RD: Promised land, city on a hill.

CH: All that and the desire for another Eden. Some secular utopians came here with the same idea. Thomas Paine and others all thought of America as a great new start for the species.

RD: But that was all secular.

CH: A lot of it was, but you can’t get away from the liturgy: it’s too powerful. You will end up saying things like “promised land” and it can be mobilised for sinister purposes. But in a lot of cases, it’s a mild belief. It’s just: “We should share our good luck.”

RD: I’ve heard another theory that, America being a country of immigrants, people coming from Europe, where they left their extended family and left their support system, were alone and they needed something.

CH: Surely that was contained in what I just . . .

RD: Maybe it was.

CH: The reason why most of my friends are non-believers is not particularly that they were engaged in the arguments you and I have been having, but they were made indifferent by compulsory religion at school.

RD: They got bored by it.

CH: They’d had enough of it. They took from it occasionally whatever they needed – if you needed to get married, you knew where to go. Some of them, of course, are religious and some of them like the music but, generally speaking, the British people are benignly indifferent to religion.

RD: And the fact that there is an established church increases that effect. Churches should not be tax-free the way that they are. Not automatically, anyway.

CH: No, certainly not. If the Church has demanded that equal time be given to creationist or pseudo-creationist speculations . . . any Church that teaches that in its school and is in receipt of federal money from the faith-based initiative must, by law, also teach Darwinism and alternative teachings, in order that the debate is being taught. I don’t think they want this.

RD: No.

CH: Tell them if they want equal time, we’ll jolly well have it. That’s why they’ve always been against comparative religion.

RD: Comparative religion would be one of the best weapons, I suspect.

CH: It’s got so insipid in parts of America now that a lot of children are brought up – as their parents aren’t doing it and leave it to the schools and the schools are afraid of it – with no knowledge of any religion of any kind. I would like children to know what religion is about because [otherwise] some guru or cult or revivalists will sweep them up.

RD: They’re vulnerable. I also would like them to know the Bible for literary reasons.

CH: Precisely. We both, I was pleased to see, have written pieces about the King James Bible. The AV [Authorised Version], as it was called in my boyhood. A huge amount of English literature would be opaque if people didn’t know it.

RD: Absolutely, yes. Have you read some of the modern translations? “Futile, said the preacher. Utterly futile.”

CH: He doesn’t!

RD: He does, honestly. “Futile, futile said the priest. It’s all futile.”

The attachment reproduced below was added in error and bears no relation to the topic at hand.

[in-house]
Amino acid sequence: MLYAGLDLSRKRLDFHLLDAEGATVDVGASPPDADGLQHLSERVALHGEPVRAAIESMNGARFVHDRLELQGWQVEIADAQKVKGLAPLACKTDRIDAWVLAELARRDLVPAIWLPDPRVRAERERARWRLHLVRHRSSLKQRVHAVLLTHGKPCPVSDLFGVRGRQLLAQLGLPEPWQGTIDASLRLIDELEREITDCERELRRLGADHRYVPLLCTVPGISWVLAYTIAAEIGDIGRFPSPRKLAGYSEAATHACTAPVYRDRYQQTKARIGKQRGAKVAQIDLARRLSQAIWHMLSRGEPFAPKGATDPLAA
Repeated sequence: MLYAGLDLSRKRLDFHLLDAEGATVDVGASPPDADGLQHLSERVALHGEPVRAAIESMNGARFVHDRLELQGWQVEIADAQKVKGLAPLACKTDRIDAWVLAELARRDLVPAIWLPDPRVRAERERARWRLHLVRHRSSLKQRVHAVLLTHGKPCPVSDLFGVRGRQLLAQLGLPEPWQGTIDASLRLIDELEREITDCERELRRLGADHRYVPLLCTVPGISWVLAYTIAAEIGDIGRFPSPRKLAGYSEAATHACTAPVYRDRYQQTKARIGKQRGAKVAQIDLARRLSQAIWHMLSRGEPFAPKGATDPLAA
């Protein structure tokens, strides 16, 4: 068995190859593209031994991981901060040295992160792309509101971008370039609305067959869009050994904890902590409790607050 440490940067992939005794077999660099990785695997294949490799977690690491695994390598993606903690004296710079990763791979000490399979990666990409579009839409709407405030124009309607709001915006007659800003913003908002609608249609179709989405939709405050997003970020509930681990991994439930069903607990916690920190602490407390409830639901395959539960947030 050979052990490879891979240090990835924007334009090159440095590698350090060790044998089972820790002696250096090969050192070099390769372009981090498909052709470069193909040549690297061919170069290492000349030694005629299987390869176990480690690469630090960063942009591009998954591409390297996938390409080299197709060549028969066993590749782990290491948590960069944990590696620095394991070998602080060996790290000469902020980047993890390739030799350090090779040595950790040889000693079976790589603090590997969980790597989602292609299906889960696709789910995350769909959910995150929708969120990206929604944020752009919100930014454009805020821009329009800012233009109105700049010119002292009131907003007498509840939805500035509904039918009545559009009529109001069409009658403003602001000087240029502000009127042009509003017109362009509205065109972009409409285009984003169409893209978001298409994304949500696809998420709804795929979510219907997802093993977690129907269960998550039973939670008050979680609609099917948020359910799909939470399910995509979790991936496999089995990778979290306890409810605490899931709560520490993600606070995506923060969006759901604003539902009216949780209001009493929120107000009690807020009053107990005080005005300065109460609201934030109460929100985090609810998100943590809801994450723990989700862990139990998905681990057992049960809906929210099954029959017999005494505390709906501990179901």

CH: That’s Lamentations.

RD: No, it’s Ecclesiastes. “Vanity, vanity.”

CH: “Vanity, vanity.” Good God. That’s the least religious book in the Bible. That’s the one that Orwell wanted at his funeral.

RD: I bet he did. I sometimes think the poetry comes from the intriguing obscurity of mistranslation. “When the sound of the grinding is low, the grasshopper is heard in the land . . . The grasshopper shall be a burden.” What the hell?

CH: The Book of Job is the other great non-religious one, I always feel. “Man is born to trouble as the sparks fly upward.” Try to do without that. No, I’m glad we’re on the same page there. People tell me that the recitation of the Quran can have the same effect if you understand the original language. I wish I did. Some of the Catholic liturgy is attractive.

RD: I don’t know enough Latin to judge that.

CH: Sometimes one has just enough to be irritated.

RD: Yes [laughs]. Can you say anything about Christmas?

CH: Yes. There was going to be a winter solstice holiday for sure. The dominant religion was going to take it over and that would have happened without Dickens and without others.

RD: The Christmas tree comes from Prince Albert; the shepherds and the wise men are all made up.

CH: Cyrenius wasn’t governor of Syria, all of that. Increasingly, it’s secularised itself. This “Happy Holidays” – I don’t particularly like that, either.

RD: Horrible, isn’t it? “Happy holiday season.”

CH: I prefer our stuff about the cosmos.

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The day after this interview, I was honoured to present an award to Christopher Hitchens in the presence of a large audience in Texas that gave him a standing ovation, first as he entered the hall and again at the end of his deeply moving speech. My own presentation speech ended with a tribute, in which I said that every day he demonstrates the falsehood of the lie that there are no atheists in foxholes: “Hitch is in a foxhole, and he is dealing with it with a courage, an honesty and a dignity that any of us would be, and should be, proud to muster.” – Richard Dawkins